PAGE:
Women Leading Solutions to Global Problems: A View from CGI 2013 Annual Meeting
By: Trish Tierney on Tuesday, October 1, 2013
At the Clinton Global Initiative (CGI) Annual Meeting this week, Khalida Brohi spoke on a plenary panel literally filled with rock stars including President Clinton, Christine Lagarde, Mo Ibrahim, Sheryl Sandberg and Bono, but Khalida shone brightest of all. Bono, at one point, interrupted her with a gasp and said “Khalida, you are awesome.” He is right. Khalida spoke about her work fighting to end honor killings in Pakistan, and of the many times she cried growing up as she witnessed tragedies unfolding around her. She spoke of her father, who dried her tears and said, “My dear, do not cry. Strategize.”
We should all take the advice of Khalida’s father. Clearly, many CGI members are doing just that. That sentiment is at the heart of the Clinton Global Initiative, and its call to Mobilize for Action. Over 150 commitments, valued at approximately $10 billion once implemented, were announced last week. It’s energizing and awe-inspiring to be surrounded by such visionary and action-oriented people.
Over the past few years, CGI has exerted its considerable influence by providing its members more than a gentle nudge to consider the role of women and girls when designing commitments. This laser focus brought results. This year, 65% of new commitments have a focus on women and girls. I was thrilled to join conversations on topics ranging from water, technology, architecture and economics, and to find that inclusion of women was a key part of any solution. At least at CGI, this has become the norm rather than the exception.
It was particularly meaningful to have Secretary Clinton’s endorsement of our new commitment – WeTech (Women Enhancing Technology) - given that she has led this sea change over the past decade, repeatedly and convincingly making the business case for women’s inclusion in the economy as a critical factor in driving innovation and growth.
WeTech, led by my organization, Institute of International Education, was designed in conjunction with fantastic Lead Partners Google, Qualcomm Wireless Reach™, and Partners Citrix, Goldman Sachs, and Goldman Sachs Gives at the recommendation of Jane and Michael Chwick, Intel, Juniper Networks, and McKinsey & Company. Our work is inspired by WeTech partners’ collective recognition that women are the solution to the global skills gap in the tech industry. With roughly 700k computer-related jobs projected to go unfilled at our current rate of graduating computer science students, now is the time for women to get those skills, fill those jobs, and succeed in one of the fastest growing sectors around the globe.
WeTech will launch innovative summer camps and afterschool programs for girls in the U.S. and India, with partners such as Technovation Challenge, NetHope and Anudip, to engage and excite girls and their families to the possibility and power of a career in tech. WeTech will link young women in India with engineering scholarships, internships and expand and strengthen peer networks. Through a mentoring platform, WeTech will connect young Indian women with local and global mentors to support them as they plan their transition from undergrad to the workforce, ensuring there is no leak in that part of the pipeline. I am excited to share more about WeTech this week during a session on mentoring at the Grace Hopper Celebration in Minneapolis.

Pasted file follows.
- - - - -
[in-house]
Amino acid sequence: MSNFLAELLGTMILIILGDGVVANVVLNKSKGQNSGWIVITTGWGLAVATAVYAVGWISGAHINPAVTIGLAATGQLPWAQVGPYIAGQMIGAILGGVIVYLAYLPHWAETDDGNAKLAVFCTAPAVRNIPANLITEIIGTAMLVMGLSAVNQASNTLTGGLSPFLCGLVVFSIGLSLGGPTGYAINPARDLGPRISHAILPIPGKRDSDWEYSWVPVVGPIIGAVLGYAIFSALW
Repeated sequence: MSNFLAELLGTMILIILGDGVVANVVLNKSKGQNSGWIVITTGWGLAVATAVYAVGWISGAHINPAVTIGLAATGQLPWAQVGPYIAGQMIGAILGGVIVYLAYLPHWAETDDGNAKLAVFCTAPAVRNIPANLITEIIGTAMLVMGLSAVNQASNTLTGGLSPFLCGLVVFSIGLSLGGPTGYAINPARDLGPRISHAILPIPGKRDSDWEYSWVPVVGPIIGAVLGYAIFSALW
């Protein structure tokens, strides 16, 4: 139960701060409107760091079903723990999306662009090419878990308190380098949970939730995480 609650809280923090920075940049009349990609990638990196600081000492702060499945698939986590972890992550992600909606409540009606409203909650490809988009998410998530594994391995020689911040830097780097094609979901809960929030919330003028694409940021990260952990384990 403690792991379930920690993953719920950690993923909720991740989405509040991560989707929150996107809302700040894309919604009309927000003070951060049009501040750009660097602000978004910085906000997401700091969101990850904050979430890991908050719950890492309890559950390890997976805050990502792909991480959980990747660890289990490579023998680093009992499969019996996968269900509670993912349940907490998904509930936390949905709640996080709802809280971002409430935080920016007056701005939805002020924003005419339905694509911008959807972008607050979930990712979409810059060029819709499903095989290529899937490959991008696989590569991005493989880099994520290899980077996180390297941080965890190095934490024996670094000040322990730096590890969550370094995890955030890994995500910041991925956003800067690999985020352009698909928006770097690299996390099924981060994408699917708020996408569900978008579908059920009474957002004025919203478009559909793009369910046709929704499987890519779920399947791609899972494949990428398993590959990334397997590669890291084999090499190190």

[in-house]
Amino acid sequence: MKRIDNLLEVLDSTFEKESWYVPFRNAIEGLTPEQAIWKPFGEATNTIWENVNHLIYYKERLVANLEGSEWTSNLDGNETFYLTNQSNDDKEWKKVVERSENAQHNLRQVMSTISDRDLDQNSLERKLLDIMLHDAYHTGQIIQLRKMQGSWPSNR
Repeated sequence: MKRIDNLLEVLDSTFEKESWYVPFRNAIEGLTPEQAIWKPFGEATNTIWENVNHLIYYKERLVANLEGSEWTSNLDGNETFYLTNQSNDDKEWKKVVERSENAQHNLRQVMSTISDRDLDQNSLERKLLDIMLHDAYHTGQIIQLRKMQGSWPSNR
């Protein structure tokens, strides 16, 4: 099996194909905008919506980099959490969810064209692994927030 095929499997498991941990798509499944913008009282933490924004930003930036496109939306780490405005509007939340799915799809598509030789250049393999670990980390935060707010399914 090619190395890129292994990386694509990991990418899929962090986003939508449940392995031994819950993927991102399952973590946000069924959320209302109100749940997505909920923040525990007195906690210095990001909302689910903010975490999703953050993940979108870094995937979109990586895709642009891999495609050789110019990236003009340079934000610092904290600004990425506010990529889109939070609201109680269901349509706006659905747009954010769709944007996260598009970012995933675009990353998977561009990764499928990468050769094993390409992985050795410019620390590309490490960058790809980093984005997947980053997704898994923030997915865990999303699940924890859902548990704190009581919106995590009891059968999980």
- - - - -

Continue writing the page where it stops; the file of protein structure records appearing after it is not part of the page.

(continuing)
Working with another WeTech partner,International Museum of Women (IMOW) we will capture and promote role models through digital storytelling, bringing to light more stories of successful women in tech so that women see the strength and vibrancy of their network even as we strive to grow it further.
In Africa, the WeTech Seed Fund for Women + Girls in Computer Science will support local champions working to educate and train communities on the opportunities in tech. Inspired by friend and advisor Ann Mei Chang, WeTech will support women such as Martha Alade, founder of Women in Technology in Nigeria, who is a powerhouse in this space, changing her community one girl at a time. Last year Martha had 100 girls participating in Technovation Challenge and brought a winning team to the global championship event at Twitter. Last week she told me she has 1,000 girls interested, and just needs small funding to engage more teachers to support these girls. The Seed Fund will bring more champions like Martha, herself a role model to all of us, to the forefront and give them a small boost to the already amazing work underway.
On our panel discussion “Women in Technology: Filling the Next 1.5 Million Jobs”, we had a lively discussion about the many innovative and impactful programs in this space, and a passionate and collective plea to keep to the conversation going, so that together we can find a way to collaborate and scale.
Please join WeTech with your ideas, resources and passion. Let’s strategize our way to greater impact. Contact us at WeTech@iie.org
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